And then one other thing to say about this in terms of the influence, I think, in terms of hybridity, were – in that period of time, too, ’78, ’79 I’m thinking – at the Acme Gallery in Covent Garden.
Which was an incredible place. Which had some of the most astonishing sculptural / durational / performative works going on in it. I’m thinking of pieces like Kerry Trengove’s Passage , where he dug his way out of the gallery. He dug down through the floor of the gallery and out across the road, under the road, outside the gallery, and popped up in Covent Garden gardens (as was at that point). Or Stuart Brisley. Stuart took the roof of the gallery, and built a staircase up one more flight.  Or Steve Cripps again, who made machines that would literally be digging holes in the gallery walls.
There would be regular – fairly regular; I may be thinking more regular than they [actually] were, but let’s say once a month or so – evenings at the Acme Gallery where you’d have filmmakers, choreographers, improv musicians, maybe sound artists, maybe sound sculptors, er, maybe a poet... Like, you know, Rose English would do a brief monologue; Sally Potter would show a film; Rosemary Butcher would show a new bit of choreography; and Paul Burwell and David Toop would play a duet; and maybe a poet would read a bit – Jackson Mac Low would perform a Vocabulary Gatha or something like that. That would be an evening. Astonishing!
And so the film audience and the music audience and the poetry audience and the dance audience would all be there. And they’d all be experiencing each other’s stuff. And then suddenly within the space of about three or four years—
—it had just all gone off into separate...—
And what were the forces behind that? Because, you know, I don’t... Ah, well, it looks like you don’t understand either!
[laughs] No, I really don’t. I mean, yes... So this is something that I’m trying to write a book about. Not that aspect of the moment, but actually the... The Film-Makers’ Collective , the [London] Musicians’ Collective, the X6 Dance Collective, the Four Corners photo collective, Camerawork... and the different magazines that they each had, Readings and Musics and New Dance and so forth, I mean... So I can’t give you an exact date on this, but I’m thinking ’81, ’82, ’83, where, for example, we’d moved past the initial stages at Chisenhale [Dance Space], which was from X6. So there’s an example of how things began to move.
X6 was in Butler’s Wharf. And there used to be fantastic parties down there at Butler’s Wharf, where you’d have Siouxsie and the Banshees playing and free musicians playing and fire sculptures all happening in the same kinds of spaces. The landlords thought: Actually these are pretty interesting buildings, why don’t we move in and turn them into some luxury apartments? So that’s one of the things that happened, is that the venues got put under pressure. Acme Gallery closed, they moved.
Another thing that happened was that arts funding began to change in its tactics. For example, there never used to be a dance department at the Arts Council. It came under theatre, I think. But there was a sufficient lobby from within the Arts Council to create a dance department. So then you suddenly begin to get these things hived off into separate art forms. And the nature of funding (as I’m sure you’re all too horribly aware), at least at times, is to be somewhat protective about how its money is being apportioned. So the dance department would be interested in putting money into dancers and choreographers and dance events; they weren’t particularly interested in having dance events mixed up with other art forms. They wanted to develop and build a dance audience, and develop and build the dance critics for the papers, and, you know, if a dance critic is coming along and they’re having to put up with a fire sculptor who could just come in and set fire to a three-piece suite and everybody would have to evacuate the building and then the fire brigade would come and then you couldn’t even begin to get back in for the last performance which was the thing they’d come to review...! You know, I mean you can see how that stuff started to happen. Just a little bit. Something to do with spaces changing, something to do with – dare I say it? – the shift from the utter ballsed-up ineptitude and corruption of the old Labour muck-up in the end of the 70s, and then the Lady with her new ideas. I’m not saying that one is better and one is worse, I’m just saying that one made the space possible for the other. Although in fact, you know, the ballsed-up corrupt Labour London enabled the splendour and the fury of punk and post-punk and so...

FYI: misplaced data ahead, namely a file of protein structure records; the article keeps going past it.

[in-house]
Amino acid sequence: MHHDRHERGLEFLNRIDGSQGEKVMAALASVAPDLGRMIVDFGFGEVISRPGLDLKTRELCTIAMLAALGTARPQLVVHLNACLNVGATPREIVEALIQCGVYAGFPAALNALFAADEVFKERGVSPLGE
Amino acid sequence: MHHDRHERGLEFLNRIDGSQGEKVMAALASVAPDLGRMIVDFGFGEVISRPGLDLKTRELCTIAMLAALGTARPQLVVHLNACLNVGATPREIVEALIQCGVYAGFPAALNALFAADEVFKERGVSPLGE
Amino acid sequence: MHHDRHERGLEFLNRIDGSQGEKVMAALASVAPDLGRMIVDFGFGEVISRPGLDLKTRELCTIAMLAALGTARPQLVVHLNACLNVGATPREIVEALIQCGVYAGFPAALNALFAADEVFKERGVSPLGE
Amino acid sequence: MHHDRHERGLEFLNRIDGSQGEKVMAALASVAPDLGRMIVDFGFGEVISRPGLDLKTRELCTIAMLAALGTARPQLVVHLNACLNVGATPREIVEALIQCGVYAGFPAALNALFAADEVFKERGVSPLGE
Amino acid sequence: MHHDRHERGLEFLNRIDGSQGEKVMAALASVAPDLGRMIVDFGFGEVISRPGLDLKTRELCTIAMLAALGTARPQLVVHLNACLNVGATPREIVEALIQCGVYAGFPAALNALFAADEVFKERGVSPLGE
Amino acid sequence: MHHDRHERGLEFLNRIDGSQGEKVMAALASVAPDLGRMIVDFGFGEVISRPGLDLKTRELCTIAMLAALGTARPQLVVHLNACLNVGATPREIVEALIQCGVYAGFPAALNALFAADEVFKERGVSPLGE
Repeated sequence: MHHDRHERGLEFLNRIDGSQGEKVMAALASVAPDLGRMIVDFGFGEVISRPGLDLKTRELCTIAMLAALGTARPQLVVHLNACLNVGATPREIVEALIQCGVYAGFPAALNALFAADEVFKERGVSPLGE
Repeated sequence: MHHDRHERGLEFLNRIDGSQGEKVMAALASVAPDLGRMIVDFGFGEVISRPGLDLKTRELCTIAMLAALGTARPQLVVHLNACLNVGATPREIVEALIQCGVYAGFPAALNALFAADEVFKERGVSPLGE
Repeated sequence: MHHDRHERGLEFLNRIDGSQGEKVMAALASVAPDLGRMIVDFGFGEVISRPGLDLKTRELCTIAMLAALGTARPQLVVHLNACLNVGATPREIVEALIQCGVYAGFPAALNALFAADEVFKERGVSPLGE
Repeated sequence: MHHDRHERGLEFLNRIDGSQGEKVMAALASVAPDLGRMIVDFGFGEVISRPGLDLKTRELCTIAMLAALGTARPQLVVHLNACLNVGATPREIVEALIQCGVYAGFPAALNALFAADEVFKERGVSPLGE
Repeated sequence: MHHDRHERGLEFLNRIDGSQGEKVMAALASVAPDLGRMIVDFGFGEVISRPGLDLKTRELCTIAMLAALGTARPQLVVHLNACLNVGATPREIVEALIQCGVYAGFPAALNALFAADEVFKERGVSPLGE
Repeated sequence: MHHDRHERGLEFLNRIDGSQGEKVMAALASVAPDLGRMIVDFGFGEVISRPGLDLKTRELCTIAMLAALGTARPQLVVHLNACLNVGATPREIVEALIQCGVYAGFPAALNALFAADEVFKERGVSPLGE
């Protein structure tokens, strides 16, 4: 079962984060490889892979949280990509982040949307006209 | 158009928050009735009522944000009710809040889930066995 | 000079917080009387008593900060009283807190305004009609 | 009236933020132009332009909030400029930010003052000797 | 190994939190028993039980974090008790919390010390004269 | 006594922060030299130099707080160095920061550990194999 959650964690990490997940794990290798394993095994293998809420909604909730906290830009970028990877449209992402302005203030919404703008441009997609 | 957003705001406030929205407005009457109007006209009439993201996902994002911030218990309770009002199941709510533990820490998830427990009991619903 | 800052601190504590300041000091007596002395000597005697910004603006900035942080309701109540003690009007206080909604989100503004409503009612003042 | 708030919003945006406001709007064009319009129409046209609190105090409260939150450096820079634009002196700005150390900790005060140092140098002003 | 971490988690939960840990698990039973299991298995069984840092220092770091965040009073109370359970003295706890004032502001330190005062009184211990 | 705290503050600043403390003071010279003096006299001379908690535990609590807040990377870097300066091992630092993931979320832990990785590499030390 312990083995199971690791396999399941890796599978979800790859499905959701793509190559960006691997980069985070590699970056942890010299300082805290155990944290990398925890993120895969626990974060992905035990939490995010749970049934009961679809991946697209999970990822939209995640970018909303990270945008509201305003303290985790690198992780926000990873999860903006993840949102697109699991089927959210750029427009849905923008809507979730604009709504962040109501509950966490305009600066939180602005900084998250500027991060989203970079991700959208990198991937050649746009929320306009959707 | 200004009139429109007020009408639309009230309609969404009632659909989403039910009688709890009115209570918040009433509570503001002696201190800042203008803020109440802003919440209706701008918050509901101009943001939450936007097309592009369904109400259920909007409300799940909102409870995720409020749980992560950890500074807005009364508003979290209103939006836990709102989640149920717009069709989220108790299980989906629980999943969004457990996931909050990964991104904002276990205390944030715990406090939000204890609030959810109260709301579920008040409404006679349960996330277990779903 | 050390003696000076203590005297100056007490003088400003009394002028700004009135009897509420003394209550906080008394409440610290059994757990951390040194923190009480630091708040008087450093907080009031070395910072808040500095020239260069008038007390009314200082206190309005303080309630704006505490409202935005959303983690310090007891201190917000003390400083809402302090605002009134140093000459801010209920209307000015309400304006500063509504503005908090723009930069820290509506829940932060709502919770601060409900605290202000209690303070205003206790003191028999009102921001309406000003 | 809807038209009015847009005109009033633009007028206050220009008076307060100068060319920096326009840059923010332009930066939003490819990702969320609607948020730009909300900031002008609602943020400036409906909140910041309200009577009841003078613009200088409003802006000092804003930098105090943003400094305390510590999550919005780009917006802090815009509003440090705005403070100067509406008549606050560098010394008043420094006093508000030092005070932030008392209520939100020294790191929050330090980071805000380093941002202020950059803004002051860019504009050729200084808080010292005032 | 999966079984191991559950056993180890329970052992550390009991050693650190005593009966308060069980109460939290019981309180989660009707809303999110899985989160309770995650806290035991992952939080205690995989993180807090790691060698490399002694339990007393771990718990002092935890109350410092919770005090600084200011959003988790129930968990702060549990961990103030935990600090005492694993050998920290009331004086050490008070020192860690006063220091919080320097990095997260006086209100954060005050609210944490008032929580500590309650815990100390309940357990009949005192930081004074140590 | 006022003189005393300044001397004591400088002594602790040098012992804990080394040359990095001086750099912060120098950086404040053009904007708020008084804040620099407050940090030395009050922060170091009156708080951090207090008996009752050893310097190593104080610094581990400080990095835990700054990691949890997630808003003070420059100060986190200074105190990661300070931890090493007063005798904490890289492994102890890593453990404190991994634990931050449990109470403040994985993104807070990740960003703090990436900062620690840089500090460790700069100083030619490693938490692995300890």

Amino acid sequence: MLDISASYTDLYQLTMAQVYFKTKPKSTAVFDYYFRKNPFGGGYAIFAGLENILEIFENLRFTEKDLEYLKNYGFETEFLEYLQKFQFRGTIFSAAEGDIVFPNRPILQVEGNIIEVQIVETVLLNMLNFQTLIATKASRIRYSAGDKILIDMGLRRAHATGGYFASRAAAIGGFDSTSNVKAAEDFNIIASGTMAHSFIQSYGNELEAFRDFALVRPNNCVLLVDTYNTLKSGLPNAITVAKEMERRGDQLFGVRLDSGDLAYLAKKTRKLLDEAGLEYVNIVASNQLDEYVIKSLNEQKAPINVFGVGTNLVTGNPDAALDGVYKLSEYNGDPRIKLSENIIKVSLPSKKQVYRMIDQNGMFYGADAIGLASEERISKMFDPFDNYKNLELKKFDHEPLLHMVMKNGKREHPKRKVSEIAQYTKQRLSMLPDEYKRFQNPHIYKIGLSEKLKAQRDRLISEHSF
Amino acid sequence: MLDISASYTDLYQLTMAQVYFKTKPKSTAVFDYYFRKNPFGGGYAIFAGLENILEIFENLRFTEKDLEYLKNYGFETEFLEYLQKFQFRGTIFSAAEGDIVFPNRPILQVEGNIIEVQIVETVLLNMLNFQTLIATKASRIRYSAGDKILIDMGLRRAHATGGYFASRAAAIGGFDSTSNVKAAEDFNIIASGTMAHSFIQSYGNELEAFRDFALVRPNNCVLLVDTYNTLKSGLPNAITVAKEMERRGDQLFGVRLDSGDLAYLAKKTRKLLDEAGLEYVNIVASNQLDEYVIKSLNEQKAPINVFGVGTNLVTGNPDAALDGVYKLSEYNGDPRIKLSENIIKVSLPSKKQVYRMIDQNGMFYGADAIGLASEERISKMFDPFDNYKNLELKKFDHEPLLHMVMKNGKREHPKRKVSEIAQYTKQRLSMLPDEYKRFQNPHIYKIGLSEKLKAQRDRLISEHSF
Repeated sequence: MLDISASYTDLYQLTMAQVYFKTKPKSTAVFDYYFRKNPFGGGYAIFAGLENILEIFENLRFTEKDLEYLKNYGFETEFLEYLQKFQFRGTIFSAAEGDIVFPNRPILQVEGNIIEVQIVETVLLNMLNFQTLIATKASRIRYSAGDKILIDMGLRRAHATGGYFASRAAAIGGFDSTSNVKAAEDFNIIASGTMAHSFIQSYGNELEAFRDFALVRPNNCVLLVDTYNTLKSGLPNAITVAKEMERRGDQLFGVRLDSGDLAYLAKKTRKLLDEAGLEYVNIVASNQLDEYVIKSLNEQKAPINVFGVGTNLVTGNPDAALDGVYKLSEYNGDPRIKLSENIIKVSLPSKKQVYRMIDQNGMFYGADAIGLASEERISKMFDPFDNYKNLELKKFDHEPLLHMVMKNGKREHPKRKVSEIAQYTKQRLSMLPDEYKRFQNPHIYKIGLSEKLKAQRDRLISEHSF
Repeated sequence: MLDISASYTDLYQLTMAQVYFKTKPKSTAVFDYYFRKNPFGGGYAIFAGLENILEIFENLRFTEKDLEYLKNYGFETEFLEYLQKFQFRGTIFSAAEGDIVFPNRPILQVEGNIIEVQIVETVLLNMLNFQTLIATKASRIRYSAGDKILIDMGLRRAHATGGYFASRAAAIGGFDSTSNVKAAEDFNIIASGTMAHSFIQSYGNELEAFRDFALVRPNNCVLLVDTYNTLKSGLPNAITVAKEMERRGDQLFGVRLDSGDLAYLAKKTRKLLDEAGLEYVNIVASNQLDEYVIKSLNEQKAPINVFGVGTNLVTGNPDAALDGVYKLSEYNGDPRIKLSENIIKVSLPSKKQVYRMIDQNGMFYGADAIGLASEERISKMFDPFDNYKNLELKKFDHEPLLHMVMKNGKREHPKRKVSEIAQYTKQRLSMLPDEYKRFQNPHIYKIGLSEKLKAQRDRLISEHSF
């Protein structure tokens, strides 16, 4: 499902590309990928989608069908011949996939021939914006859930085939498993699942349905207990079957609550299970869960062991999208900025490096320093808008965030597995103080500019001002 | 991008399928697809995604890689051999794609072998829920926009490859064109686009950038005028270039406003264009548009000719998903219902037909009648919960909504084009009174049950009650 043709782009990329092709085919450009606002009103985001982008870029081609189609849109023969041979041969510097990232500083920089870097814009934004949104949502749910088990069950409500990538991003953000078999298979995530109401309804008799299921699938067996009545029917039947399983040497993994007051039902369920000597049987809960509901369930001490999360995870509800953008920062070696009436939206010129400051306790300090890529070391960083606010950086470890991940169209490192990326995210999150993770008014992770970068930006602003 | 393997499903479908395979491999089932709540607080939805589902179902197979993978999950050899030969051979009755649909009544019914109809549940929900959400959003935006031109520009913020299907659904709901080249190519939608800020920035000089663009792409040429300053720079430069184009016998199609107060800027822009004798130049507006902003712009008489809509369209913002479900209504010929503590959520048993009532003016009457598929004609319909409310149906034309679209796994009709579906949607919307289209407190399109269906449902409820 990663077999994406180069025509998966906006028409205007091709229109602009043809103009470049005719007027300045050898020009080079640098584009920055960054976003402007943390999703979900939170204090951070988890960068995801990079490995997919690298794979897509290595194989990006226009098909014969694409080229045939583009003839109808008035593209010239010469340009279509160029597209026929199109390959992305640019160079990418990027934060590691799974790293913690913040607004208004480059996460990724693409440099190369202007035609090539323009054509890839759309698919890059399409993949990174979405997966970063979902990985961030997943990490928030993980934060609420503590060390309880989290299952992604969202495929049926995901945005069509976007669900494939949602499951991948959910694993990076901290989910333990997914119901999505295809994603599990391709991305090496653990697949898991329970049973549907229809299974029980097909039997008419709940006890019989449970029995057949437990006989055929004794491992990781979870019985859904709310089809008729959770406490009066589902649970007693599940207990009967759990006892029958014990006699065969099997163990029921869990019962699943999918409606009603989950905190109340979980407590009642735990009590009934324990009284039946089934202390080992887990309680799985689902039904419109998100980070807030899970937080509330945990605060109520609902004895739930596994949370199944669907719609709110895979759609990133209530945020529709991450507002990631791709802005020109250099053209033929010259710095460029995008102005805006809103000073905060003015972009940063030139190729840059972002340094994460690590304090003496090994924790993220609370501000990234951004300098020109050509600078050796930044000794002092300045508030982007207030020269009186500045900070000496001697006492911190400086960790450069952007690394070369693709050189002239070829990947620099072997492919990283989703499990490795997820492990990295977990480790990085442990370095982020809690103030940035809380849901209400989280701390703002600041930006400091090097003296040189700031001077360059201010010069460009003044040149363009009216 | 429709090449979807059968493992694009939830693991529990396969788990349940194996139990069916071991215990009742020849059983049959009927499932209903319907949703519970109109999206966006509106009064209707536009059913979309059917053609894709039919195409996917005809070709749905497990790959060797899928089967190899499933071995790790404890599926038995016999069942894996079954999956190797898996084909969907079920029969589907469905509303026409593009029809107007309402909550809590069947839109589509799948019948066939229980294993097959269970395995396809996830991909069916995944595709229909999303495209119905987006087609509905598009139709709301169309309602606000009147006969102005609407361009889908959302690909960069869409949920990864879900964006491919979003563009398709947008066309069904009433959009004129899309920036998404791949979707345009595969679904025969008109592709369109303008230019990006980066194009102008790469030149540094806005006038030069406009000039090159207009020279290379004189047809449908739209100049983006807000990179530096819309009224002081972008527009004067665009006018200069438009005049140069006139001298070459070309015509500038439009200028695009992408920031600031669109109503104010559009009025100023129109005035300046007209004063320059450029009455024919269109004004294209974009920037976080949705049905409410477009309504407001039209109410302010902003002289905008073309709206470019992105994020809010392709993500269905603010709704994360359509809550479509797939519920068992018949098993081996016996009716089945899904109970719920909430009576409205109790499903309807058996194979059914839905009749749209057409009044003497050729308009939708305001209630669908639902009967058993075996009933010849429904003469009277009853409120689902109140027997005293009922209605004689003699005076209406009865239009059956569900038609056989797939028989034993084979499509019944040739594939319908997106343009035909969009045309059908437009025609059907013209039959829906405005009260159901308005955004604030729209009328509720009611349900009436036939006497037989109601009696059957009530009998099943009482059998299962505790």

But something to do with the shift in politics, changing regimes, changing pressures within arts funding criteria, and... Maybe things just have their moment.
Mm. Yeah. But what this does sort of reframe really interestingly for me is something I think I sort of became aware of as I was first getting to know you, which was a real dissatisfaction with certain of the conventions around poetry readings. And I suppose the kind of meagreness of some of those events, and the expectations around them, expectations around the dialogue that might or might not come out of them.